When Should I Run Through Pain?

Is It Normal Muscle Pain or a Sign You Should Stop or Cut Back?

Legs and feet of joggers, running a marathon
Ghislain & Marie David de Lossy/The Image Bank/Getty Images

"It's very common for runners to experience some aches and pains, especially if you're training for a long-distance event. So when can you run through pain and when should you stop?"

After a hard workout or a long run, you're most likely going to feel some overall muscle soreness. But when you feel pain in one particular spot, it could be a sign that something's wrong. In one study of over a thousand recreational runners, a quarter of them reported that they had pain before their race.

This pain was typical of overuse injuries. Pain should be a warning sign that you are training a little too much and you may need to cool your jets to let your body adjust properly to your training.

When to Stop Running

You should definitely stop running and seek medical help for a severe pain, swelling, difficulty moving your limb or a feeling that it is giving way, numbness or tingling in an injured area. Don't go for a run with those symptoms. If they occur while you are running, stop as soon as possible and seek medical care. More: When Should I See a Doctor for a Running Injury?

Grades of Muscle Pain with Running

Here are the different grades of muscle pain, with recommendations on how to handle them while you're running:

Mild Pain with Running

You feel this type of pain when you start to exercise but it usually goes away as you start to warm up and continue running. The pain may be inconsistent and moves around the body, or you feel it bilaterally (in both knees, for example).

On a pain scale of 10, it ranges from 1 to 3. Mild pain or discomfort is common and considered safe to run through. Apply R.I.C.E treatment to any areas of concern after your run.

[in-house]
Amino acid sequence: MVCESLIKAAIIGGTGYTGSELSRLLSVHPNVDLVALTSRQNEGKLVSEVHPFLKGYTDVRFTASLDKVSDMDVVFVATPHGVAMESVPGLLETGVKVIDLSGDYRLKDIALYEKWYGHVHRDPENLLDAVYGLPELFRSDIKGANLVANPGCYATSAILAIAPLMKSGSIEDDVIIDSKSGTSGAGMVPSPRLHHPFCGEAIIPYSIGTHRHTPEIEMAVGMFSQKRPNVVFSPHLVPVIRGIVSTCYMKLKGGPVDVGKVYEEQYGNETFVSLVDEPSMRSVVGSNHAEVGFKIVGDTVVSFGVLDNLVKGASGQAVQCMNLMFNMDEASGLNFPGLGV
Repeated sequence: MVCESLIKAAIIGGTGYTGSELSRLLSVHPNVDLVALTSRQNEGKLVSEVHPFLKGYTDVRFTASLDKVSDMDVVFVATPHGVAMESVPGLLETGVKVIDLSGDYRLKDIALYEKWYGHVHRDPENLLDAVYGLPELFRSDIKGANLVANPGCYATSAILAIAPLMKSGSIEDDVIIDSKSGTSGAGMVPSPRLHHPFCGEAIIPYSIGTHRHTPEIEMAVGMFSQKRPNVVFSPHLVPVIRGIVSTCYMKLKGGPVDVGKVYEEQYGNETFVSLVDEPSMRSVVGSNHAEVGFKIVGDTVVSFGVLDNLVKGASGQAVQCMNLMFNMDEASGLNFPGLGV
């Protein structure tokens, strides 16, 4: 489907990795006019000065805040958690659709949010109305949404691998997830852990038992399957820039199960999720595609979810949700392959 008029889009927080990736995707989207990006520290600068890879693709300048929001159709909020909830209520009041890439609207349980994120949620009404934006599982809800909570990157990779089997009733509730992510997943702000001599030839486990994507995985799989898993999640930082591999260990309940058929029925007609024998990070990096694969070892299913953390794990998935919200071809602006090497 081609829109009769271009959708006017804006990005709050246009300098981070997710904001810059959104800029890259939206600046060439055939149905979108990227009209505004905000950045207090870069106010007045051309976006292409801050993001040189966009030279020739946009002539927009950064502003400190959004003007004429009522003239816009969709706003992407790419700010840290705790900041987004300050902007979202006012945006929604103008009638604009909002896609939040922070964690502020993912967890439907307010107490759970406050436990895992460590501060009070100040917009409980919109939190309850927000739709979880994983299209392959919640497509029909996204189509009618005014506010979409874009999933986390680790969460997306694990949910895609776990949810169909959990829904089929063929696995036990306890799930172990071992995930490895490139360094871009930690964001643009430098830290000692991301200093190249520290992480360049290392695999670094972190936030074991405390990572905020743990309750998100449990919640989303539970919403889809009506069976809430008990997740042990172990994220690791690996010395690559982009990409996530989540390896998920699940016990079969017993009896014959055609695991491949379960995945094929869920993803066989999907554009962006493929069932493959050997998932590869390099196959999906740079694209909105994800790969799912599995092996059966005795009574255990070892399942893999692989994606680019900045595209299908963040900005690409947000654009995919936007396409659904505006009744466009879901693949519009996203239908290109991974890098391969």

Moderate Pain with Running

This type of pain appears as you start exercising, but stays at a tolerable intensity throughout your run.

On a pain scale of 10, it ranges from 4 to 6. It rarely passes your pain threshold and it doesn't cause you to limp or alter your running stride.

While it OK to finish your run if you're almost done, it's best to listen to your body, take a few days off from running and apply R.I.C.E. treatment, allowing your body to heal. A couple of days of rest or pain-free cross training now can save you from a full-blown running injury that sidelines you for a longer period of time.

Severe Pain with Running

Ranging from 7 to 10 on the pain scale, this pain is severe in nature and you can feel it before, during and after exercise. The pain increases as you continue running and will typically cause you to limp. You should never continue running when you feel this type of pain. Consult your doctor and follow his or her recommendations.

Play it Safe to Prevent Injury

Continuing to run with pain is a set-up for an overuse injury. It may be hard to reduce your running in order to prevent it, but in the end you'll be able to run more if you stay injury-free.

Sources:

Running Injury Prevention Tips & Return to Running Program, Copyright 2007 The Brigham and Women's Hospital, Inc. Department of Rehabilitation Services.

Lopes AD, Costa LO, Saragiotto BT, Yamato TP, Adami F, Verhagen E.  "Musculoskeletal pain is prevalent among recreational runners who are about to compete: an observational study of 1049 runners." J Physiother. 2011;57(3):179-82. doi: 10.1016/S1836-9553(11)70039-X.

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